And so many death references. A season that opened heavy on the death theme continues, with its symbolism is too on-the-nose: Those nervous moments with Ted Chaough piloting a plane, Gleason on his death bed, Pete’s mom has dementia or Alzheimers, Joan is wondering what will happen to Kevin when she’s “gone.” The more I watch this show, the more I wonder when, not if, someone is going to jump out the window. (No, I haven’t forgotten they already dealt with a suicide in the office last season.)
And since this season takes place in the bloody, chaotic confusion that was 1968, it does seem at times that the ailing Mrs. Dyckman, Pete’s mother, is making the most sense. “I don’t understand what’s going on. They’re shooting everybody,” she says. Not a bad sum-up of 1968. And winter 2012/2013, for that matter.
I’m still waiting for Bob to cut someone from the back. Contrary to what Joanie’s mother said, every good deed of Bob the Kiss Ass Benson IS part of a plan. We knew Bob was a fraud way back when he was introduced carrying two coffees and said he always had an “extra” one. (The first one went to Don, the second, to Pete.) But the writers made his lying explicit when he helped Joan get into see the doctor. And as we saw by the episode’s end, his Machiavellian games saved his ass when he almost lost his job in the merger.
My husband thought Don turned a creepy, dark corner, locking Sylvia up and turning her into his whore for a few days. But this is just a more explicit expression of Don’s ongoing power issues with women, right? No one can forget that scene with Bobbi Barrett in the lobby of that restaurant while her husband and Betty Draper in the next room. But there was something tender about Don’s affair with Sylvia: that it was quite literally under Megan’s nose, that it was his first (and maybe only) extramarital affair during his second (technically third) marriage, that he respects and admires Dr. Rosen, that he started to care for her in a more real way. His brief desperation at the end actually took me back to Season 1, when he wanted Rachel Menken to run away with him. Don didn’t display the same kind of tenderness at the end of his affairs with Midge, Sally’s teacher, Bobbi, and definitely not when he dumped his actual girlfriend, Faye, in order to run off with Megan.
Poor Peterson. Remember when Burt Peterson last got fired from Sterling Cooper in the wake of its takeover by the British agency? His wigging out was one for the ages. (Something about “YOU’RE the dying empire!” to the Englishman Lane Pryce.) And just when I was thinking of that moment while watching the beginning of this episode, he walks into Roger’s office and Roger says, “I’m letting you go again.” That scene was amazing.
So much to look forward to now that we’re in. The competitive frenemy situation between Don and Teddy. Watching Peggy reorient herself and stand up for herself while working with her mentor again. Bob the kiss ass revealing himself as a secret agent man for the Russians… ??? I’m TORMENTED by the surprise that Bob will shock and awe us with. Y’all know it’s coming. You know it.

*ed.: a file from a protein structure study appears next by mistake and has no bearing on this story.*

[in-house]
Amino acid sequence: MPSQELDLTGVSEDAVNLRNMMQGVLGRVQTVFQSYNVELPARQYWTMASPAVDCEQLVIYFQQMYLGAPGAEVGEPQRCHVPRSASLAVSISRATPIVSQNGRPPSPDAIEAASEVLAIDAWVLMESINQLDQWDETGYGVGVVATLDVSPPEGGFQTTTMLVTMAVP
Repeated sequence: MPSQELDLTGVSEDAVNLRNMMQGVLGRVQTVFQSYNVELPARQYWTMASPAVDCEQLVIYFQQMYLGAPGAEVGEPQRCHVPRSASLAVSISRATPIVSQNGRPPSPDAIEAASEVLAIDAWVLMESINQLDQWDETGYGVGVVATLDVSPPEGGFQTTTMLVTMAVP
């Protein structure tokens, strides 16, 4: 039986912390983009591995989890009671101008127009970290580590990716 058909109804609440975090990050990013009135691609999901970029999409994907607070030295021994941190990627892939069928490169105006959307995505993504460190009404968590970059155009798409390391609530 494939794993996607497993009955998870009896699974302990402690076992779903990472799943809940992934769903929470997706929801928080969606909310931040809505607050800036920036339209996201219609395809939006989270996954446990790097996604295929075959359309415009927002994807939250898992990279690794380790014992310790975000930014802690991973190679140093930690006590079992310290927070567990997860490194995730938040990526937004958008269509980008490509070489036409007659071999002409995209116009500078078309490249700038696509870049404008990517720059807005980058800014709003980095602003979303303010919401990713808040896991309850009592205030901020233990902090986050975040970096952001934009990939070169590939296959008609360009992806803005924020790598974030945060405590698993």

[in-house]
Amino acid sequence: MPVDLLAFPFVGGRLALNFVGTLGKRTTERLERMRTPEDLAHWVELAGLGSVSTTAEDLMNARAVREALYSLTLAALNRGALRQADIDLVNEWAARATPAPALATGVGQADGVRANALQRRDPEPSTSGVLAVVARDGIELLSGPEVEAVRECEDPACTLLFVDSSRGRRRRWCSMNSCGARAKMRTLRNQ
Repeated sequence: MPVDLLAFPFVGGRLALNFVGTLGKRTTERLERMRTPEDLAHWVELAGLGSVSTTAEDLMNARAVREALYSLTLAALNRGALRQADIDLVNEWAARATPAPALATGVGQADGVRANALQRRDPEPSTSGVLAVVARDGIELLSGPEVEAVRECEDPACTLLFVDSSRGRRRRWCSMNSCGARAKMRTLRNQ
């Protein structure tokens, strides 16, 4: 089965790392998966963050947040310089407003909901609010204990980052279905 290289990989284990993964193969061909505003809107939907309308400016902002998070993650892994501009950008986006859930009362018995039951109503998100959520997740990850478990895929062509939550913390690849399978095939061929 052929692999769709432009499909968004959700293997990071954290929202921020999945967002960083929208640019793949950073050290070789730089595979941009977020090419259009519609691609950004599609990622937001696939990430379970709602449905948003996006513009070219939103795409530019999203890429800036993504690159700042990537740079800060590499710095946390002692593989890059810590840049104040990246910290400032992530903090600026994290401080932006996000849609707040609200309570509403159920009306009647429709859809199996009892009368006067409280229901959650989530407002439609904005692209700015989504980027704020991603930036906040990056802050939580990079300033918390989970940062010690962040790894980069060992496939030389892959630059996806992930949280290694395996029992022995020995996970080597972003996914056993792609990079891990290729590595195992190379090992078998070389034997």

Plot! Creative agency capers! Hilarious non sequitirs! ("Each one with its own nipple! // Gosh, I love puppies.") This episode had all my favorite Mad Men episode elements, plus the awkward — and layered — reunion of Don and Peggy.
It’s not quite believable that suddenly these longtime rivals — and polar opposite personalities — would decide on a whim to combine agencies and that it would be THAT easy, but it does extend the theme that Joan so poignantly hit on when learning that Don told Jaguar to pack it up: It’s Don’s world, and everyone else is just living in it.
Even the-one-we-thought-broke-through, Megan, has become a bit player in the great lie of Don’s life, her short dresses and feminine wiles not withstanding. But it’s Don’s true partner, Peggy, who is most affected (again) by Don’s desperate and clever maneuver to keep his agency relevant. I can’t say I’m not excited about the dramatic consequences of this rather implausible merger. For a season that some of us found plodding, we get a reset halfway through. Where are our central relationships? Let’s assess:
Don and Megan: To borrow from Magic 8 Ball, “Cannot predict now”
Don and Joan: Probably repairable
Pete and Trudie: Dunzo
SCDP and Vicks: Dunzo
On running into your father-in-law-at-a- brothel: Stiles said, “It’s like when you’re a kid, and you saw someone you knew from school at Walmart. Same thing.” We thought it was mutually assured destruction, when in reality, Trudy’s dad didn’t see much downside in dropping the son-in-law he never did like.
Marie and Roger: Dunzo
That woman was hilarious — hilarious — during the awful dinner with Herb and his wife. But for her to punish Roger for it and foreclose his chance to communicate an important business matter, even more awesome.
Roger and powerful flight attendants: Flying High
That whole storyline made me long for the days of the old first class airport lounges. Because in today’s “lounges,” unless you’re in Tokyo or Dubai, you’re lucky to get some free yogurt covered peanuts and individually wrapped cheeses. On Roger, he seems to have renewed interest in closing deals. All last season and into this one, we saw Roger basically become a more dapper and glib version of Bert Cooper: Office furniture with an important title. I’d love to see what’s responsible for his interest in work again, and it sets up a promising tension now that both agencies’ accounts sides are gonna have to merge.
- So many animated gifs are going to emerge from this episode. There’s Peggy’s boyfriend Abe and whatever happened with him and the wall, Pete slipping down the stairs (great physical comedy from Vincent Kartheiser), and maybe brown nose Bob with his two coffees again. I feel like I’m forgetting an obvious Peggy-related gif… help me out, folks.
- We’re heading for a reckoning with that kiss-ass Bob. Is he gonna turn out to be a Russian or Chinese spy?
- Pancreatic cancer doesn’t have a good survival rate even today. I can’t imagine ol’ Gleason is gonna be around much longer. What are the business implications with the buyout of Gleason plus merger?
Everyone loves astronauts,